410. Children Teaching Children

It will never cease to amaze me how well children can sometimes teach children things that we adults have to figure out how to teach. I’m pretty sure I understand why – it’s easier to help someone follow a path if you’ve just followed it yourself. You know which shortcuts work and which ones lead you into trouble. Children can sometimes explain things in the language of someone who doesn’t get it, because they only recently got it; they still remember what was so hard about it, and what made it easier.
But it doesn’t work all the time. If it did, adults wouldn’t be as important in children’s education as they are. I’ve witnessed children attempting to teach, not noticing some misunderstandings, and getting quite frustrated with their pupils. Some obstacles to understanding are too formidable or subtle for children to consistently see. I’ve heard children answer “Why?” with “It just is!” Such an answer does not represent the best in pedagogy. Sometimes it takes a while to understand something well enough to teach it, and a child who has just learned it isn’t always the best one to teach it.
Still, it’s great when it does happen, and good teaching (by adults) sometimes involves knowing when to set up situations where it will happen. Ideally, a patient child who has recently figured something out helps a child who sincerely wants to figure it out. I’ve seen that happen many times, and when I’ve been able to see and hear that kind of teaching, I’ve been able to learn from it. Not that I return to childhood, but that I recapture some of the perspective I lost by growing up.
For example, I once heard a teacher explain that a solar eclipse occurs when earth’s moon moves into a position wherein it prevents sunlight from reaching a certain part of earth. (Forgive me. Most teachers I know don’t talk to children that way, but that example will help me make my point.) The teacher asked a child to repeat the explanation, and the child said, “We can’t see sunlight because the moon gets in the way.” Children may not have much experience wherein they can’t see object A because object B moves into a position wherein it prevents light from object A from reaching them, but they know all about not being able to see something because something or someone is “in the way.” The concept is the same, but the explanation makes more sense to children.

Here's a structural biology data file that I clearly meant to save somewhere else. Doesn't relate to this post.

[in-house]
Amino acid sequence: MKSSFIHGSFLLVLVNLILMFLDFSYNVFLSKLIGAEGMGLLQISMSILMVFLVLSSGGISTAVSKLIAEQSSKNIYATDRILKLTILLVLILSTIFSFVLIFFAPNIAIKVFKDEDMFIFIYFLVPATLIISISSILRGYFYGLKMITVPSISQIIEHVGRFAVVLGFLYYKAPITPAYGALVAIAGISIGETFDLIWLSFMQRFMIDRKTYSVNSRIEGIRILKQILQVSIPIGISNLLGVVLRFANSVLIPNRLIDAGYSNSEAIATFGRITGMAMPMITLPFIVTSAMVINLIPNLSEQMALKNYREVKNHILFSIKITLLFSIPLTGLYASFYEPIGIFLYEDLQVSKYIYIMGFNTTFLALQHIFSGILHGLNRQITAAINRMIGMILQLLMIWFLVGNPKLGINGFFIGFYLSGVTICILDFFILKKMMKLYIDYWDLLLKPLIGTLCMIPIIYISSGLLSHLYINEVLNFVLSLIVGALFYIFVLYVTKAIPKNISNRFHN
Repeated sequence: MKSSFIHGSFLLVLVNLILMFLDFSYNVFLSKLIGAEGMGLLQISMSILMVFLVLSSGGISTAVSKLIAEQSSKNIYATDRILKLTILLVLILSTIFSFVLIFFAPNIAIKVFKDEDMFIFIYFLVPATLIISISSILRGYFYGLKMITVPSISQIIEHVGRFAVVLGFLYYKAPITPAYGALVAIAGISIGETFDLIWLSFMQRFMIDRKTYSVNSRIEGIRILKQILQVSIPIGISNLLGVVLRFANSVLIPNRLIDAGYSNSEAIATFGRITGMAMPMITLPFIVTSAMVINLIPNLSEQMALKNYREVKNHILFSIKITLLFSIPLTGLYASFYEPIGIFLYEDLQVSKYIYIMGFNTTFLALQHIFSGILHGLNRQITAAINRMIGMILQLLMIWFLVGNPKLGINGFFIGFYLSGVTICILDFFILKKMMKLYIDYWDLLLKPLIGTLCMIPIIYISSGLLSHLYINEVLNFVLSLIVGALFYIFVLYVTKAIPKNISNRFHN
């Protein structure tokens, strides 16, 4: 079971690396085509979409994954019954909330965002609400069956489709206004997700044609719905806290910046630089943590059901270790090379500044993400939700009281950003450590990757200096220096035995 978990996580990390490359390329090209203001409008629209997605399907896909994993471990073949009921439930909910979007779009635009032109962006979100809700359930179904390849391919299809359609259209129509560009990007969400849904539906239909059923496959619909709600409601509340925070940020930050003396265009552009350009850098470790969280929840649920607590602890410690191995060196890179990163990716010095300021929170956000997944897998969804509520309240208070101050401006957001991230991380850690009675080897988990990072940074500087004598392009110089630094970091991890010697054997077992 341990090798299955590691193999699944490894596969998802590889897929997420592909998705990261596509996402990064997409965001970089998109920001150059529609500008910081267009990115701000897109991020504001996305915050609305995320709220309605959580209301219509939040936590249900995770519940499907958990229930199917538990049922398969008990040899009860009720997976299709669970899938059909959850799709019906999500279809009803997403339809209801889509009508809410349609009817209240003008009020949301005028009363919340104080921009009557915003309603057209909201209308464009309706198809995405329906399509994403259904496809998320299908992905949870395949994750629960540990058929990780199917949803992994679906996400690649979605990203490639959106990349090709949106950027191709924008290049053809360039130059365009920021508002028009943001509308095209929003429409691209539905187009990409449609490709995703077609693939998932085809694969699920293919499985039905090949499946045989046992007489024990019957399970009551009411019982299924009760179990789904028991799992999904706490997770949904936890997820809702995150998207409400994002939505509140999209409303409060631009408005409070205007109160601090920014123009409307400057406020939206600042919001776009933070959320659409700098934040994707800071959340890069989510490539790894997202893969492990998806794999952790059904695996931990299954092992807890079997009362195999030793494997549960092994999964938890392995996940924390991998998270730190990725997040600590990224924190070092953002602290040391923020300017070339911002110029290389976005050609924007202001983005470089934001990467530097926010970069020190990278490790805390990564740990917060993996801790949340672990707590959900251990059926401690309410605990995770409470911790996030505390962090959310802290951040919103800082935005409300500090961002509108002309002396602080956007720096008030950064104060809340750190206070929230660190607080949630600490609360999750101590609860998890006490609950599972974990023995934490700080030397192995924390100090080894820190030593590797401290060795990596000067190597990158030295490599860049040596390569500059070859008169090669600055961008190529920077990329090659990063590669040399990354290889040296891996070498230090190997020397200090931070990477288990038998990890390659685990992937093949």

There’s another good reason to let children teach children (besides the possibility that they may do it more effectively than we would). Sometimes a child just needs to know that a certain concept is possible to understand, and it’s easier to believe that if a peer has recently figured it out. Preferably not a child who has a reputation for being the class “brain.” Sometimes the “brain” is seen as an undercover adult, and it doesn’t help at all to know that THAT child understands. Well of course SHE/HE understands!
But a well-chosen peer is sometimes the ideal teacher, and sometimes the best we adults can do is let/make that happen.

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